READ THIS TOO: Democracy is losing the propaganda war —Anne Applebaum

Will high grocery prices kill democracy?

Americans of all political persuasions are bearing the burden of high grocery prices. While some key economic indicators, like jobs and GDP, show robust growth, a new Harris poll conducted for The Guardian found that nearly three in five Americans believe the country to be in an economic recession, and 55 percent believe the economy is shrinking.

“Many may think that democracy is broken because it neither provides what they expect nor reflects the values they hold. Being laid off and experiencing rising food prices, or disapproving of prevailing positions on socially divisive issues such as abortion, can lead a person to think that supporting mainstream politicians and the usual practice of electing officials is not enough to guarantee that their interests are represented.” —University of Southern California

Now, economic anxieties have aided Donald Trump’s bid for reelection. A recent Bloomberg poll noted that, “Roughly 51 percent of registered voters in the survey said the economy was more robust under the former president.”

Can a Kennedy save the day?

With all due respect to RFK Jr., we’re talking about Jack Schlossberg, the son of Caroline Kennedy Schlossberg and grandson of former President John F. Kennedy.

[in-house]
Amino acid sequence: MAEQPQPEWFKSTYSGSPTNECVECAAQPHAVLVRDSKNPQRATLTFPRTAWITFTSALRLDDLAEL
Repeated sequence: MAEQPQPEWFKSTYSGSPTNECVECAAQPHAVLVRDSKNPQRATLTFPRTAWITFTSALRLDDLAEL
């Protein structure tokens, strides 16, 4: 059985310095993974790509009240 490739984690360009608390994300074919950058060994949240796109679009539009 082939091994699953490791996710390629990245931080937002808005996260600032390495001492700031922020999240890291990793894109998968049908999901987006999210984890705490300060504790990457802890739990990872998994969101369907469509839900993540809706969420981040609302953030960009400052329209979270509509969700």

As younger Americans grow more disillusioned with establishment politics by the day, he may have found the key to reaching them: memeing for democracy.

A modest legion of Gen Z fans online admire Jack’s humor and shamelessness. Considering the Democratic Party’s ongoing identity crisis, they might want to take notes.

  • Democracy is a top concern for many voters. We asked them why —ABC News
  • ‘Hitler’s language, not America’s’ —CNN
  • How fear and menace are transforming politics —The New York Times
  • Senators Welch & Rounds introduce bipartisan Deliver for Democracy Act —News/Media Alliance
  • Minnesota governor signs pro-voting package —Democracy Docket
  • This change to Illinois election law denies voters a choice on their ballots —Chicago Sun-Times
  • ‘We don’t have a democracy’: Why some Oregonians want to join Idaho —The Guardian
  • Corporate America is mobilizing to support democracy in 2024 and beyond. Here’s how —Fortune
  • Reports offer new insights on strengthening democracy —The Fulcrum
  • Nicholas Kristof: ‘Never bet against democracy in the long run’ —The New York Times